HIM rainfall series isfound to be homogeneous, Gaussian distributed and free from persistence. The mean (R) rainfall is 757 mm (87% of annual) and standard deviation (S) 119 mm, with a Coefficient of Variation (CV) of 16%. There were 21 dry (K, -<R S) and 19 wet (Ri R + S) years during 1871–1990. There were clusters of frequent negative departures during 1899–1920 and 1965–1987 and positive departures during 1942–1961. The recent three decades show very high rainfall variability with 10 dry and 6 wet years. The decadal averages were alternatively positive and negative for three consecutive decades, viz., 1871–1900 (positive); 1901–1930 (negative); 1931–1960 (positive) and 1961–1990 (negative) respectively. Significant QBO and autocorrelation at 14th lag have been found in HIM rainfall series.

      To delineate the changes in the climatic regime of the Indian summer monsoon, sliding correlation coefficients (CCs) between HIM rainfall series and (i) Bombay msl pressure, (ii) Darwin msl pressure and (iii) Northern Hemisphere surface air temperature over the period 1871–1990 have been examined. The 31-year sliding CCs showed the systematic turning points of positive and negative CCs around the years, 1900 and 1940. In the light of other corroborative evidences, these turning points seem to delineate ‘meridional’ monsoon regime during 1871–1900 and 1940–1990 and ‘zonal’ monsoon regime during 1901–1940. The monsoon signal is particularly dominant in many regional and global circulation parameters, during 1951–1990.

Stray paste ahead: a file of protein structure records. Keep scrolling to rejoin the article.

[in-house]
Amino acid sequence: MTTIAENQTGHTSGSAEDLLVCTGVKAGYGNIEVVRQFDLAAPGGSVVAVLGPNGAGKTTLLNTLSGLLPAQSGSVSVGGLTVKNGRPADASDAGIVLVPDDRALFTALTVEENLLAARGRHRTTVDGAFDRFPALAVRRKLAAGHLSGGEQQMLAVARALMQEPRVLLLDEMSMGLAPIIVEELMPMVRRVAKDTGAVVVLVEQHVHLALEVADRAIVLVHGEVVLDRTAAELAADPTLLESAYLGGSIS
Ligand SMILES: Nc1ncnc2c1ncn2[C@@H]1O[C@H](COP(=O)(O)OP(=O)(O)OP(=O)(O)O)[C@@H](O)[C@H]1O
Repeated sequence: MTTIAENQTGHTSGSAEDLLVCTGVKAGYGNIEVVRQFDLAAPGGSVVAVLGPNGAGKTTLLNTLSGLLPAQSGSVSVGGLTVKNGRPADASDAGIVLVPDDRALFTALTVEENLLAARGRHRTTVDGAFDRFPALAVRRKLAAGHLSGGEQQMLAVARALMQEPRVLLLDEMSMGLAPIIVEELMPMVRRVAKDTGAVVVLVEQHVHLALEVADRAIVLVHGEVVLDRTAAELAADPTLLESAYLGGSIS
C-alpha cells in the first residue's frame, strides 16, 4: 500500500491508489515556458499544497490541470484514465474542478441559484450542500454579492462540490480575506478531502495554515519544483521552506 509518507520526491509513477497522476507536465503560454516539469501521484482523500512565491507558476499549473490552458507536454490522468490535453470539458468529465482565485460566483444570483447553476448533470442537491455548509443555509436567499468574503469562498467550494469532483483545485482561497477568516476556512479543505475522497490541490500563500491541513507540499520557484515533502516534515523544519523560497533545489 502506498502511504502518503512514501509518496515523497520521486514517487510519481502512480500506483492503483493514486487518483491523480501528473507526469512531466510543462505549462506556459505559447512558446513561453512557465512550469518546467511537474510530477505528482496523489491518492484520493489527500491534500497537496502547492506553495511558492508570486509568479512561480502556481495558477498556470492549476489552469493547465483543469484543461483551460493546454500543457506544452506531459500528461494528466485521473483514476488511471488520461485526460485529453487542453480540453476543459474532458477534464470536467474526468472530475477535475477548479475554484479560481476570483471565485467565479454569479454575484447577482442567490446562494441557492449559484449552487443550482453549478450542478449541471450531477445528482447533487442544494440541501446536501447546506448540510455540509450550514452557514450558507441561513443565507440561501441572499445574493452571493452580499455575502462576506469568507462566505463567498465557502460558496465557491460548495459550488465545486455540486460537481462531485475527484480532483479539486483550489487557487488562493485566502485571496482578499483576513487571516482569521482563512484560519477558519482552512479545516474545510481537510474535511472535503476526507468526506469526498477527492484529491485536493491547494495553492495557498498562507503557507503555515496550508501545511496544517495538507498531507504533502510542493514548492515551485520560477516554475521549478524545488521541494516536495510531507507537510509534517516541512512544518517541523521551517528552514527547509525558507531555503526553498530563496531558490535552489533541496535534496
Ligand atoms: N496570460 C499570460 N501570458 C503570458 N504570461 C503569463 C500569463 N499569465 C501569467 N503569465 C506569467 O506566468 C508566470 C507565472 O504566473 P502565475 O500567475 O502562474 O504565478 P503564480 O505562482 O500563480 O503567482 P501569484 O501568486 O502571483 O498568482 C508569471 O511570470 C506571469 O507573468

Using the teleconnections ofHIM series with 12 regional/global circulation parameters during the recent 36-year period 1951–86 regression models have been developed for long-range prediction. In the regression equations 3 to 4 parameters were entered, explaining upto 80% of the variance, depending upon the data period. The parameters that prominently enter the multiple regression equations are (i) Bombay msl pressure, (ii) April 500 mb Ridge at 75°E, (iii) NH temperature, (iv) Nouvelle minus Agalega msl pressure and (v) South American msl pressure. Eleven circulation parameters for the period 1951–80 were subjected to Principal Component Analysis (PCA) and the PC’s were used in the regression model to estimate HIM rainfall. The multiple regression with three PCs explain 72% of variance in HIM rainfall.

    • An ocean-atmosphere index for ENSO and its relation to Indian monsoon rainfall

      A A Munot G B Pant

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      An Ocean-Atmosphere Index (OAI) for ENSO is developed using data on Southern Oscillation Index (SOI) and sea surface temperature (SST) over eastern equatorial Pacific. Seasonal values of OAI, SOI and SST have been computed for the seasons September-October-November (SON), December-January-February (DJF), March-April-May (MAM) and June-July-August (JJA). Similarly SON to DJF, DJF to MAM, MAM to JJA and JJA to SON tendencies have been worked out for SOI, SST and OAI. The relationships between Indian Monsoon Rainfall (IMR) and SOI/SST/OAI, (i) for the seasons SON, DJF and MAM before and after the monsoon and JJA concurrent with the monsoon and (ii) for SON to DJF and DJF to MAM tendencies before and after the monsoon, and MAM to JJA tendency concurrent with the monsoon have been explored. It is found that IMR is more influenced by SOI before the monsoon than it is influenced by SST before the monsoon and IMR affects SST after monsoon more strongly than it affects SOI after the monsoon. It is also observed that DJF to MAM tendencies for SOI, SST and OAI before monsoon are significantly related to IMR, among which the relationship between IMR and DJF to MAM tendency for OAI is the best.